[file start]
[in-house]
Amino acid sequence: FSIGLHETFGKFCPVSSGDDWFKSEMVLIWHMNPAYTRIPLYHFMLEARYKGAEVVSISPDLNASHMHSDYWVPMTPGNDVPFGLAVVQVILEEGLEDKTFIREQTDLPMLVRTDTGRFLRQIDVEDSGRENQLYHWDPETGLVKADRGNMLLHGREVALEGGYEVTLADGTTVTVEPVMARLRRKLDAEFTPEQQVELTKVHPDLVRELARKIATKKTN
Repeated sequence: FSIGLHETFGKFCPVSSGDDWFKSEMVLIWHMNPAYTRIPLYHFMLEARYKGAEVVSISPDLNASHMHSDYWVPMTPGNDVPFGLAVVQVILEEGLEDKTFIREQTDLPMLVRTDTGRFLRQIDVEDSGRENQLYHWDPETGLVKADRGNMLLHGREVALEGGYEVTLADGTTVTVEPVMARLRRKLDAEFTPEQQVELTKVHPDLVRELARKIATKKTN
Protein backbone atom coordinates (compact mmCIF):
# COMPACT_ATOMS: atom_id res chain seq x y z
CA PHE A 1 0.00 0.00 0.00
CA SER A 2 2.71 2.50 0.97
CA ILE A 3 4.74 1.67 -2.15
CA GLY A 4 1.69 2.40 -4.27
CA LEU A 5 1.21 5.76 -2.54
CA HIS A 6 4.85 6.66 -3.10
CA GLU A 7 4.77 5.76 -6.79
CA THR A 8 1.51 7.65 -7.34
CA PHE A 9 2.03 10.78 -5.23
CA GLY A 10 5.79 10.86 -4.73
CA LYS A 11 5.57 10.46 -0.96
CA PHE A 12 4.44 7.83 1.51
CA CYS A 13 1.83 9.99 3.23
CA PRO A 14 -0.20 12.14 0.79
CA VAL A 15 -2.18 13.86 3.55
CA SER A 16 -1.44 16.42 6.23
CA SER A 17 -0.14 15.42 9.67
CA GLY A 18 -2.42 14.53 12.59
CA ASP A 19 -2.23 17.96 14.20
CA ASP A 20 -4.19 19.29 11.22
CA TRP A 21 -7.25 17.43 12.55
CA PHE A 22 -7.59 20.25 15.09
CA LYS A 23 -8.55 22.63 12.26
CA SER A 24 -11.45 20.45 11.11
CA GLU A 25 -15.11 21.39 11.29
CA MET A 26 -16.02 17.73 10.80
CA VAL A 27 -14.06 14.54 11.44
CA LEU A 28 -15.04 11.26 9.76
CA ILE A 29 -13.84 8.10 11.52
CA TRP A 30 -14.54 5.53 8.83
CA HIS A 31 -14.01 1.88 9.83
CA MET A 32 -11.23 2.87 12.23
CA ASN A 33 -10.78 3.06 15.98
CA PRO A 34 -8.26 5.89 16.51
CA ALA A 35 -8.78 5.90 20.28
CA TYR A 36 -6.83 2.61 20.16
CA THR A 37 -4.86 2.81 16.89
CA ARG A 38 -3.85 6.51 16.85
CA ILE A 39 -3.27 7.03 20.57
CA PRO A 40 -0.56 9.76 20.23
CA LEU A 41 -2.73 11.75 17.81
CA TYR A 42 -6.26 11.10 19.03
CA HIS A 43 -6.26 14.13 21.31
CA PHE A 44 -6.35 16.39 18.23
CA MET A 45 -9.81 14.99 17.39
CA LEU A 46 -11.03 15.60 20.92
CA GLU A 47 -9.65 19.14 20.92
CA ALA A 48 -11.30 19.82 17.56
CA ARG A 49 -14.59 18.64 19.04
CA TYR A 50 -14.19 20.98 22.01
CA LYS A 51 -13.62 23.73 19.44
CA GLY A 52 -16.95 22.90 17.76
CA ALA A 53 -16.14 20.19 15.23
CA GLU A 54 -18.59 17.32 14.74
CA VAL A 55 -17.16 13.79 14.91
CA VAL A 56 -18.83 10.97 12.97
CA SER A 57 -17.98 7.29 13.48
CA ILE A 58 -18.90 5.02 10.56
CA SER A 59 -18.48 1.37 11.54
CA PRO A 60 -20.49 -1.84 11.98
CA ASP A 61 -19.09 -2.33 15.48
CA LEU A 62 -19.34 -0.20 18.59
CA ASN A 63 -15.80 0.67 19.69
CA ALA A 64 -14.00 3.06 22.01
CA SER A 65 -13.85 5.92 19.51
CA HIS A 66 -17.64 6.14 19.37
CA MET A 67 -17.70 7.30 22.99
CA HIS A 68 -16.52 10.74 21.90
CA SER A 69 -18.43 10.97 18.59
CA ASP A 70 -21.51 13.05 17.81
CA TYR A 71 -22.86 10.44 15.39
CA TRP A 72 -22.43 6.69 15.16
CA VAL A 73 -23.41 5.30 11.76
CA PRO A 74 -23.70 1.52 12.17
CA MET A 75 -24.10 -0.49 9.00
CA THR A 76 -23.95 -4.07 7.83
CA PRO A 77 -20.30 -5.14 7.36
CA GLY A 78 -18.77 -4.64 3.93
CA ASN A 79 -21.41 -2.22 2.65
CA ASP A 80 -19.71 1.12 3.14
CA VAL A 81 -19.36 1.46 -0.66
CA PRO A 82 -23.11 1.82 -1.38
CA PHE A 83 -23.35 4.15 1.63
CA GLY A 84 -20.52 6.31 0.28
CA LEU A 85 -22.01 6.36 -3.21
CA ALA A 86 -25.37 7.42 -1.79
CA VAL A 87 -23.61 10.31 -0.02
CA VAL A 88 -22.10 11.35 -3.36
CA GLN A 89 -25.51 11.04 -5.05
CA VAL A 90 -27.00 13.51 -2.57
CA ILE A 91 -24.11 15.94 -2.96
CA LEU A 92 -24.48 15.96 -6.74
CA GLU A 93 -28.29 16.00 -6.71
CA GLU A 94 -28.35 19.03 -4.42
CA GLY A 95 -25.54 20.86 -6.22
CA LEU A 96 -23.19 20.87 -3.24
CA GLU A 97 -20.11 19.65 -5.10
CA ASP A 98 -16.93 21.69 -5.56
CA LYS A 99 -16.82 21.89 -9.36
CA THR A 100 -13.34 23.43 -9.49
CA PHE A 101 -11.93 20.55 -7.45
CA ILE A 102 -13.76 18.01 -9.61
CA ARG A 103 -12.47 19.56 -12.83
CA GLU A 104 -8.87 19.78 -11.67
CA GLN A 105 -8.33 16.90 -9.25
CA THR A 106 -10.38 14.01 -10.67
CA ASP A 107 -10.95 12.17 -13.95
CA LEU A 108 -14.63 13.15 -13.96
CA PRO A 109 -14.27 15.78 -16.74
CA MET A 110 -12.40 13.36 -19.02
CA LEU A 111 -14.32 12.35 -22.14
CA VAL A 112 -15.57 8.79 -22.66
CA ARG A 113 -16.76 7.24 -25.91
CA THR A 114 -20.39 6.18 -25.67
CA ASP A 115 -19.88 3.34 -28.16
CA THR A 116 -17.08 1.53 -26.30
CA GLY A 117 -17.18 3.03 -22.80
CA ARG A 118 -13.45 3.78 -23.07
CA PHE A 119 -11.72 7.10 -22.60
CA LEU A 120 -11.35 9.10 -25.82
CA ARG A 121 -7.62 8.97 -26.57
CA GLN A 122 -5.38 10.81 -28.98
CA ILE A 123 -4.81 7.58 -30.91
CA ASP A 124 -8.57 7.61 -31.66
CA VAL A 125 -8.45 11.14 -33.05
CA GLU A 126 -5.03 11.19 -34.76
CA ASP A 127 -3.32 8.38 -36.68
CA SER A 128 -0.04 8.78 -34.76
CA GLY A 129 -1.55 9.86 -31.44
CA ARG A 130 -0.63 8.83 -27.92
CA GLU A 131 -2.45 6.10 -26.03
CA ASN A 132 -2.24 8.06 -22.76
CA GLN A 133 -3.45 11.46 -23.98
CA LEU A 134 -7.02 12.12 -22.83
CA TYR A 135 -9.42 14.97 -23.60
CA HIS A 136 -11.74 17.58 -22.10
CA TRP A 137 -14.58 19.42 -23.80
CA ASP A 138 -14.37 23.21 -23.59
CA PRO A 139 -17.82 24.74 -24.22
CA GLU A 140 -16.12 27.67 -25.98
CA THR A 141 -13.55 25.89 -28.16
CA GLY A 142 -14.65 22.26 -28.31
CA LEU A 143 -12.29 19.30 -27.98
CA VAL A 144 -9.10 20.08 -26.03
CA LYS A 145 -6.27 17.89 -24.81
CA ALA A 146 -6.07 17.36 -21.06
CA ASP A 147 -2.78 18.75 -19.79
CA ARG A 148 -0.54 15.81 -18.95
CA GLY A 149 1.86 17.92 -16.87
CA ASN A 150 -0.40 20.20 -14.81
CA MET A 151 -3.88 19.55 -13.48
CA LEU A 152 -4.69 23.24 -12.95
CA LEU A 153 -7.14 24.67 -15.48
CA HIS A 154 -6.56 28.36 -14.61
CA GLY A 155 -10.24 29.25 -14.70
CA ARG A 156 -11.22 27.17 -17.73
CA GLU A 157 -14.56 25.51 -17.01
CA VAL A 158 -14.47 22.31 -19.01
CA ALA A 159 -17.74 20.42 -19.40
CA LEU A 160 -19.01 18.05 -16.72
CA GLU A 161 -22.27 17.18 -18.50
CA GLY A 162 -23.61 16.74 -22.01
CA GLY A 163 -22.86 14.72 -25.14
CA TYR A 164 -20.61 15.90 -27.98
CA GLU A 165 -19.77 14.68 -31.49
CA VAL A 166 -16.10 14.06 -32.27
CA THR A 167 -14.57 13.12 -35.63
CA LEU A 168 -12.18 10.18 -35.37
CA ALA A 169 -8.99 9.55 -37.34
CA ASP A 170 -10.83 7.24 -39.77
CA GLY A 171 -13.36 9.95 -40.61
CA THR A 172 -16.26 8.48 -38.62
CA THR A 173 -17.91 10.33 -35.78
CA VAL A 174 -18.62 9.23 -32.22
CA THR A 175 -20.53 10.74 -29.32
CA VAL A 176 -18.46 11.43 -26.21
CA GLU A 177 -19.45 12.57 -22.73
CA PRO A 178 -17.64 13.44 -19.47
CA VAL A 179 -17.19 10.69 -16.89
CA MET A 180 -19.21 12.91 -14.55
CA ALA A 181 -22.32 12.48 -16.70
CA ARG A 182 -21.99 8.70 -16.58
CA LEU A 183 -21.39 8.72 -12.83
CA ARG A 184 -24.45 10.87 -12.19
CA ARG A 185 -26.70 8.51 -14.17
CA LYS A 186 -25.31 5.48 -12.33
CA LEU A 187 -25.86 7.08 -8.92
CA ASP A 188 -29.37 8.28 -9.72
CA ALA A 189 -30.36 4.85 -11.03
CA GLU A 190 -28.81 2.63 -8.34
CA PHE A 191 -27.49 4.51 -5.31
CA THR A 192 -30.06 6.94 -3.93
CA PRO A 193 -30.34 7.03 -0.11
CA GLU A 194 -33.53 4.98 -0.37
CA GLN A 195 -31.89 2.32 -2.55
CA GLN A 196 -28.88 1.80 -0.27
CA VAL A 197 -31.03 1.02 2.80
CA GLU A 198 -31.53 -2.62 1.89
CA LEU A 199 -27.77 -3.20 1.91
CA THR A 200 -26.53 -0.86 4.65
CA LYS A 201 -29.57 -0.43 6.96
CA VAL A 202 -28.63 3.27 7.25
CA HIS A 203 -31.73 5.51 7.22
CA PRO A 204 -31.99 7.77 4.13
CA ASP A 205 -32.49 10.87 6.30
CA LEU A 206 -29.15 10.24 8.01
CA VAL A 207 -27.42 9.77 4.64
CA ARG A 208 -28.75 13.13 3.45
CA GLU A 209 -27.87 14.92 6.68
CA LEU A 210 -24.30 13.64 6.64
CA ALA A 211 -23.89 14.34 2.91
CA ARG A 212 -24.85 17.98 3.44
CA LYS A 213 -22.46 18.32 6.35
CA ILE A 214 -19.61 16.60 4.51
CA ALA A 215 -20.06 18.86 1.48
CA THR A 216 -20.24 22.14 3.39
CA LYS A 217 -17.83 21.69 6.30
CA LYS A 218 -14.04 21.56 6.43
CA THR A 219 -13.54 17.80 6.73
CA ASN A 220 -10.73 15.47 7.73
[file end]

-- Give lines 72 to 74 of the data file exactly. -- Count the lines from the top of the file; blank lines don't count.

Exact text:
CA MET A 67 -17.70 7.30 22.99
CA HIS A 68 -16.52 10.74 21.90
CA SER A 69 -18.43 10.97 18.59